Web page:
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My Motorcycle Page

My Triumph Brand I Like Old Triumph Ad
My Triumph Bonneville America 1938 "Bullet" Classic Triumph Advert


Links to Other Sites:
Mini-Cooper USA Triumph Motorcycles (official) Norton Motorcycles
THE Motorcycle Site Triumph Motorcycles (unofficial) Kelly Blue Book

You may have noticed that there's a link to the Mini-Cooper, which is out-of-place on a "motorcycle" page. Well, I've included it here because I own one, I just bought it, and I don't have a Mini Cooper page yet. I've put a bunch of miles on it already. It's the "S" (super-charged) model, so it's really a lot of fun to drive because it's fast (and,.. it's comfortable).

The big news is that I just sold my '92 Yamaha Virago XV1100 to my sister-in-law, Sue. She's been wanting to get a hold of a Virago (any older Virago) because of the low seat (she's a little shorter than average). All of the new bikes, even if they have low seats, all seem to have forward controls, so your feet are way out front. Anyway, I drove it out to Kansas City for her to drive it out to her place in Colorado.

The rest of the links do relate to motorcycles. There's a link to the Norton site. I rode a '68 Norton Commando that a friend from San Francisco had (Bill Crowe). I bought my first motorcycle in 1976, I was 21 years old and it was a Yamaha RD-400. What a fun motorcycle. A friend on the ship (Bill Crowe again, USS Kitty Hawk) somehow convinced me that it was the right bike for me. He said it would be remembered as an outstanding bike of the time. It did become a rarity because it was a two-stroke street bike. A concept that would soon be banned by the EPA because of anti-pollution laws. There was an oil reservoir and you would adjust the oil-gas mix as needed. The first time I rode it (out of the dealer's parking lot) I pulled the front tire off the ground - scared the crap out of me! Well, I loved riding that motorcycle. It must have been about 6 weeks after I bought it that I had a bad accident with it. I was in the mountains east of San Diego and there was a patch of sand across the road. Well, I panicked and used too much front brake. I slid through the patch and then the brakes caught pavement and I flipped it over and went sailing over the handlebars. I was laid out for six weeks with a compression fracture of my lower lumbar vertebrae. The bike had bent forks that I had straightened out and a dented gas tank that I never did repair. I really enjoyed all the riding possibilities in southern California. I visited the desert and Mexico on the bike; freedom is the word that comes to mind. A few other buddies also had bikes (Marshall Prater, Mark Ellison & Chris Robertson). The bike was stolen from the parking lot on base just before I got out of the Navy in 1980. The Navy ended up reimbursing me for most of its value since it was stolen from on the base.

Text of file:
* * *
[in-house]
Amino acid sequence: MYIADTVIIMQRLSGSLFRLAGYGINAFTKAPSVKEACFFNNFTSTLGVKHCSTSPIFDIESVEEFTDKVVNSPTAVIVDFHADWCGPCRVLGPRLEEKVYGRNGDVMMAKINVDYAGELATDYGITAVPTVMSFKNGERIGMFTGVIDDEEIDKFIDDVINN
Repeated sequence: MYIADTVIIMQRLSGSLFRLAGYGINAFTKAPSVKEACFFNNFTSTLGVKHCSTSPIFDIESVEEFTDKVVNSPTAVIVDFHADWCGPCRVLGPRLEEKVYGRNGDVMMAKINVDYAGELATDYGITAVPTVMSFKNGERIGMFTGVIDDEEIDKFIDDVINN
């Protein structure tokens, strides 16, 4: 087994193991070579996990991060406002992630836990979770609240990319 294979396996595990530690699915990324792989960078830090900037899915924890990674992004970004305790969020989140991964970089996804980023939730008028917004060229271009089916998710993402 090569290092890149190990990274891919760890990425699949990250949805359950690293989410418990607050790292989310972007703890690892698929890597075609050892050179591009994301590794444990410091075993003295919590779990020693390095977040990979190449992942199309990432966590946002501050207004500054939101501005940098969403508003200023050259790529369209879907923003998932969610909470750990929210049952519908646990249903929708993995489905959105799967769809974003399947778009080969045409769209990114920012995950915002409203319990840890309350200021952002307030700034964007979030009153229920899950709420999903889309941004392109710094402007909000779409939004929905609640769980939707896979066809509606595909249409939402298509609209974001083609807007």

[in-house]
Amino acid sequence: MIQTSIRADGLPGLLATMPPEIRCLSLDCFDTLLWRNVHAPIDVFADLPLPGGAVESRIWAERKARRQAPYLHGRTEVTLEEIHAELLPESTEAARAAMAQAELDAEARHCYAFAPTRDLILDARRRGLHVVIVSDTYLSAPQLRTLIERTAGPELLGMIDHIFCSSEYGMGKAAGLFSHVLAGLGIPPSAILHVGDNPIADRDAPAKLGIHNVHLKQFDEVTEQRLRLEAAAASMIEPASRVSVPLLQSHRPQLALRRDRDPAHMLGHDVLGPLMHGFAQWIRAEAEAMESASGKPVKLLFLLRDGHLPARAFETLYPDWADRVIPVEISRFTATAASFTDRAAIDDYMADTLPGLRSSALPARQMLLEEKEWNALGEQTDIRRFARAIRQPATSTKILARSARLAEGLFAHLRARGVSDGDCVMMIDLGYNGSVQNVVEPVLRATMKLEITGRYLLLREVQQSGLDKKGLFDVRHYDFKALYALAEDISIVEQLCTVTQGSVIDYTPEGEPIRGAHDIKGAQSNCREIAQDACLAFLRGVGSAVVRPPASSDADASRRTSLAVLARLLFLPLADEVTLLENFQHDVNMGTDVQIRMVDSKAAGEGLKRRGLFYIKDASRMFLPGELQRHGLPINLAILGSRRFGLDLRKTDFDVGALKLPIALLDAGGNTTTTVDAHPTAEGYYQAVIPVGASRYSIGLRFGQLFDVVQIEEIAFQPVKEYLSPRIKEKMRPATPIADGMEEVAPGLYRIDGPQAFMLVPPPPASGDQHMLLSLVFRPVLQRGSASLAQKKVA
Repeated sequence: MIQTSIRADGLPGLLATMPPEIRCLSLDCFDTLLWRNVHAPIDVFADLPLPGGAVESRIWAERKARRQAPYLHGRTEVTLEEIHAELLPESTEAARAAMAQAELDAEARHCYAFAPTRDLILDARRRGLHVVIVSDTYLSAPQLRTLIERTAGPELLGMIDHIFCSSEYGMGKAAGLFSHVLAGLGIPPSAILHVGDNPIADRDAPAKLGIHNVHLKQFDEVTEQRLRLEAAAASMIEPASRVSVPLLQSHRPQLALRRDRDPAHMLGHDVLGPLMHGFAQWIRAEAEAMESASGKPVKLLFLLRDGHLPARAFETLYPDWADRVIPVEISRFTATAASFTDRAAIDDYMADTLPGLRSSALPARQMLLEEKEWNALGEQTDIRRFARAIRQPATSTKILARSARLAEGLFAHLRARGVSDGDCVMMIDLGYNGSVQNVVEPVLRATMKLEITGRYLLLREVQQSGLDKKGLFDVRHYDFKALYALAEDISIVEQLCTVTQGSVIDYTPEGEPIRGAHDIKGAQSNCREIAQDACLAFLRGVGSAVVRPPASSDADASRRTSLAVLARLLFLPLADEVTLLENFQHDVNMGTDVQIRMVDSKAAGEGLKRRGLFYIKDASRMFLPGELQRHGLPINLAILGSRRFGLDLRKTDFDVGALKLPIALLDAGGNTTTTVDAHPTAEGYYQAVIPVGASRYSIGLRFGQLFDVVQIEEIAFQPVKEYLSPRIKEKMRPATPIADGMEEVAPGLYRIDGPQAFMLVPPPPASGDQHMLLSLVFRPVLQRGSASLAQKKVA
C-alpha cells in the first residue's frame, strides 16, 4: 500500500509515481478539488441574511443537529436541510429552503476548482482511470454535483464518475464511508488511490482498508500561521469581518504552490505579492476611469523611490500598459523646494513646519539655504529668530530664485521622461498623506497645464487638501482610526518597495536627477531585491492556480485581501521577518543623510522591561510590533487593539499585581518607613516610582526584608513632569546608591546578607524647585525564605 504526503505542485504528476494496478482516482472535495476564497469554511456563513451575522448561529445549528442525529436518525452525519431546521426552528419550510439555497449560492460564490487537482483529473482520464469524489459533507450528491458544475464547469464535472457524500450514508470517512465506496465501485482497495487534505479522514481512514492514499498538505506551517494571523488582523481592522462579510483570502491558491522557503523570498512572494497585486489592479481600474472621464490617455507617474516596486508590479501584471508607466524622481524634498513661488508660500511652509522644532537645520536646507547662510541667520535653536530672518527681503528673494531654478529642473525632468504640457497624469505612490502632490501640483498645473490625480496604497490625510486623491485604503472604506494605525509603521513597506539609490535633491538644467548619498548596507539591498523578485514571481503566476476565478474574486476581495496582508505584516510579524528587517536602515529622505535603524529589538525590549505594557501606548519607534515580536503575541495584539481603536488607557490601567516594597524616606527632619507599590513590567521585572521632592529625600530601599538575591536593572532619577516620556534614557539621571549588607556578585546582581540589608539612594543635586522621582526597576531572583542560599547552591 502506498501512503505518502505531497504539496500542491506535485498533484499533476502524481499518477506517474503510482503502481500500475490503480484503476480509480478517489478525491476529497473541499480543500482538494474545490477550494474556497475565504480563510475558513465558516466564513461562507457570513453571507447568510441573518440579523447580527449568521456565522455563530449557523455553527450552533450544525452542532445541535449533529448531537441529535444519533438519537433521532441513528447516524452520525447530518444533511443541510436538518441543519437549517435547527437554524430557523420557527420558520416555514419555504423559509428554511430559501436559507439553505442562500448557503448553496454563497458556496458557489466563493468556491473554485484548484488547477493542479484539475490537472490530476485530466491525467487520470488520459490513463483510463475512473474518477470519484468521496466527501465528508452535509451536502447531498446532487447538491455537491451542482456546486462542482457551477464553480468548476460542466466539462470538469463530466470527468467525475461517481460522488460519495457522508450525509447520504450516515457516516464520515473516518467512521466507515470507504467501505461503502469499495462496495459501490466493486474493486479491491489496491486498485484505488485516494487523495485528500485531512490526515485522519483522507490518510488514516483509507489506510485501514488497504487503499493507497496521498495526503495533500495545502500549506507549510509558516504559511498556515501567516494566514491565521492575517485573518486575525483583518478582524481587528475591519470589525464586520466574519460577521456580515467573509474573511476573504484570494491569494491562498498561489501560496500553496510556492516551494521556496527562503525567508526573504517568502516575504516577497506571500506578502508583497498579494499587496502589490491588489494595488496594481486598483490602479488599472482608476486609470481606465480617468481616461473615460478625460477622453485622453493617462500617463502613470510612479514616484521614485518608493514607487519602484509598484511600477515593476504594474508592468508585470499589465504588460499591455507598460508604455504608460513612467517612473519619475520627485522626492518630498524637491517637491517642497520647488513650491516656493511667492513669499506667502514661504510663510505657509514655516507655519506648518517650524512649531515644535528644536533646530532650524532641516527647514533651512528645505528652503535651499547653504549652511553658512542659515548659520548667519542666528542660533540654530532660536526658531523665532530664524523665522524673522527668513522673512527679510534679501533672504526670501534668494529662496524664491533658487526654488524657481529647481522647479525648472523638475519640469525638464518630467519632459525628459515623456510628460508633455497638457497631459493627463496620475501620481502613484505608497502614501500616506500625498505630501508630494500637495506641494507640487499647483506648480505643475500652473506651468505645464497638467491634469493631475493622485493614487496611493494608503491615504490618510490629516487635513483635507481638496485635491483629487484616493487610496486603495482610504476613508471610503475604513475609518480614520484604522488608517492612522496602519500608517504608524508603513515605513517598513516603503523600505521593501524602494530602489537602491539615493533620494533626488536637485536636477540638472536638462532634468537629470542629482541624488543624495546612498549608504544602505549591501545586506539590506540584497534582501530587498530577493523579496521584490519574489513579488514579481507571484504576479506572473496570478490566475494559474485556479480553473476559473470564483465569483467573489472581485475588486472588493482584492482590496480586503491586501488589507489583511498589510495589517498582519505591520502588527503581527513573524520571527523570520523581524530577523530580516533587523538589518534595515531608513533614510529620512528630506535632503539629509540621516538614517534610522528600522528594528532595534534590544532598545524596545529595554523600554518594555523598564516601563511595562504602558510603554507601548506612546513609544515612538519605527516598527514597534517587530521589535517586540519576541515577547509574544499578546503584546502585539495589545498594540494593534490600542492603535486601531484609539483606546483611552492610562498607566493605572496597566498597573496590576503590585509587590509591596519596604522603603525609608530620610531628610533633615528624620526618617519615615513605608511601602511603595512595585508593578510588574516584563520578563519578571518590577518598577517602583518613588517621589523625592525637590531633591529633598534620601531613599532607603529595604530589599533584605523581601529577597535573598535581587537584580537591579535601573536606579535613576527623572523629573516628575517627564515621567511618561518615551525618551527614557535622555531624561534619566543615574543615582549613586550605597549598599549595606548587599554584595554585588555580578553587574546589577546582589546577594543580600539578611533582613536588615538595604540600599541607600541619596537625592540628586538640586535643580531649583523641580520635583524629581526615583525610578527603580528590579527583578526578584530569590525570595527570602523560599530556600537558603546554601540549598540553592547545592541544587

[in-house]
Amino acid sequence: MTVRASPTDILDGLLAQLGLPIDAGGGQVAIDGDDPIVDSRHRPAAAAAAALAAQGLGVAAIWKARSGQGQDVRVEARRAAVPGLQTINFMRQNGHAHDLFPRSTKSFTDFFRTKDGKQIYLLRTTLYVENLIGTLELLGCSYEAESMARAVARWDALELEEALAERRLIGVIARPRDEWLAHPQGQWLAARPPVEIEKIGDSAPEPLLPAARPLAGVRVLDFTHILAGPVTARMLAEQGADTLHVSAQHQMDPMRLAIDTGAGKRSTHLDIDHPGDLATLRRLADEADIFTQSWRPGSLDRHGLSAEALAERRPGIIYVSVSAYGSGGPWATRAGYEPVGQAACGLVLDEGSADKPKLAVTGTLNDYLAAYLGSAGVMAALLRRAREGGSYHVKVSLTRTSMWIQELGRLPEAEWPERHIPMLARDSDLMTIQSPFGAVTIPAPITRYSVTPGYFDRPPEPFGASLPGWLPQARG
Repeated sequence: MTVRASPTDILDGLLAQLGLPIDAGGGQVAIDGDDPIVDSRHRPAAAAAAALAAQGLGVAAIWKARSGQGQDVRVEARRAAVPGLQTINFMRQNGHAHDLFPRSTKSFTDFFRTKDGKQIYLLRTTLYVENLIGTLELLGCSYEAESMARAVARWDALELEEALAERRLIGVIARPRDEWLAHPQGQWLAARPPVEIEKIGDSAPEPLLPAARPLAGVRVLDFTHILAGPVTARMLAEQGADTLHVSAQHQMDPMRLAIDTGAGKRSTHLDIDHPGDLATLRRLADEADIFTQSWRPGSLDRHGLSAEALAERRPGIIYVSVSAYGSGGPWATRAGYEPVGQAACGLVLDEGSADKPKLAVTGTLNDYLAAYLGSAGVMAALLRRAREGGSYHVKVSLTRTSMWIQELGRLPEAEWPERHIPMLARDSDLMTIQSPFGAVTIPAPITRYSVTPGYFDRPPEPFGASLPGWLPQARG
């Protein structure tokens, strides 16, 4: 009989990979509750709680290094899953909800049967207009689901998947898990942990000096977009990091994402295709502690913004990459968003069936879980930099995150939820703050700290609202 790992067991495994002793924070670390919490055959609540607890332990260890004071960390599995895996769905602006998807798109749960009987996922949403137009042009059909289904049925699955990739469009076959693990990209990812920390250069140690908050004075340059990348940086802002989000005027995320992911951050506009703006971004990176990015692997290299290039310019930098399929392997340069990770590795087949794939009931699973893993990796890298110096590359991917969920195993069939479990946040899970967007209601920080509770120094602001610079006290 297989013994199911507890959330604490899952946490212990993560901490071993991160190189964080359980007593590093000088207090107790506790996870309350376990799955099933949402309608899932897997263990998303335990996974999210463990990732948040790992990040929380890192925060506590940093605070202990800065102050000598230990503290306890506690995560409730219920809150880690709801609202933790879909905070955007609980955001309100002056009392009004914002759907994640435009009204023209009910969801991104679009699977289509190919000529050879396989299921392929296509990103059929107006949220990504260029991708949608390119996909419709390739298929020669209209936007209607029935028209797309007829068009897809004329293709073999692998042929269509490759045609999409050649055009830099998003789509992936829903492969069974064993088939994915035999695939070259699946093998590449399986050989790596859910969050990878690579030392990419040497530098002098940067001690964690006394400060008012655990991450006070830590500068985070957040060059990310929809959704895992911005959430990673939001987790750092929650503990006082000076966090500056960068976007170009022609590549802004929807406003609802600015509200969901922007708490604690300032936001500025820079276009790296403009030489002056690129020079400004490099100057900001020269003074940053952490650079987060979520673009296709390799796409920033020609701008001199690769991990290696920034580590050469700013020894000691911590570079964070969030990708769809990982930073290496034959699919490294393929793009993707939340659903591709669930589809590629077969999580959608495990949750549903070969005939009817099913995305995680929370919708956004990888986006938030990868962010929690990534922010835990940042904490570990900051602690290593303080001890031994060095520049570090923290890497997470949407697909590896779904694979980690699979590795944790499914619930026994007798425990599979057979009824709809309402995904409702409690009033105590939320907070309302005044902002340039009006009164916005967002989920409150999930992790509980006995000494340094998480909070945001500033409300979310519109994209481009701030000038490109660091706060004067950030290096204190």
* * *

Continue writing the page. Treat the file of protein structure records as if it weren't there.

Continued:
Then when I left the Navy, I couldn't afford a motorcycle (college), so I went without one until 1994, when I bought a used '92 Yamaha Virago (1100cc). I really wanted a bike and I couldn't afford it. So my lovely wife Lorrie dipped into her 401K retirement plan to come up with the money to buy it. She's gotten a lot of back-seat time out of the deal. I'll bet more than half of the miles on it are with her on the back. I ride a Triumph Bonneville America. Here's a picture of MY Triumph Bonneville. I had the chance to ride a '76 Bonneville while in the Navy (Mark Ellison had one). Anyway, I confess that a big part of the reason I bought the Triumph was because everybody and t heir brother has a Harley Davidson these days. It seems that out here in the burbs when a guy has "made it", you know, at the age of 50 or so, they go out and buy a $25,000 motorcycle. The doctors and lawyers put their leathers on for the weekend and scoot around acting like "iron horse-men". I never knew I had so many friends. Everyone waves, I guess I feel the camaraderie, even though it does seem a bit contrived. I wave back if they wave first.
Here are some great links for those interested in the Triumph Bonneville:
  • A thoughtful review of the 2001 Triumph Bonneville by Chuck Hawks with Steve Crocker. It's a worthwhile read if you're thinking about buying a new Triumph Bonneville.
  • A historical timeline of Triumph from 1883 to 2003, from Coventry to Meriden to Hinckley, by Ian Chadwick. Talk about Triumph passion. He has an interesting looking personal page that links from his Triumph site.
  • This links to a website called Triumph RAT Net which is a Riders Association of Triumph.
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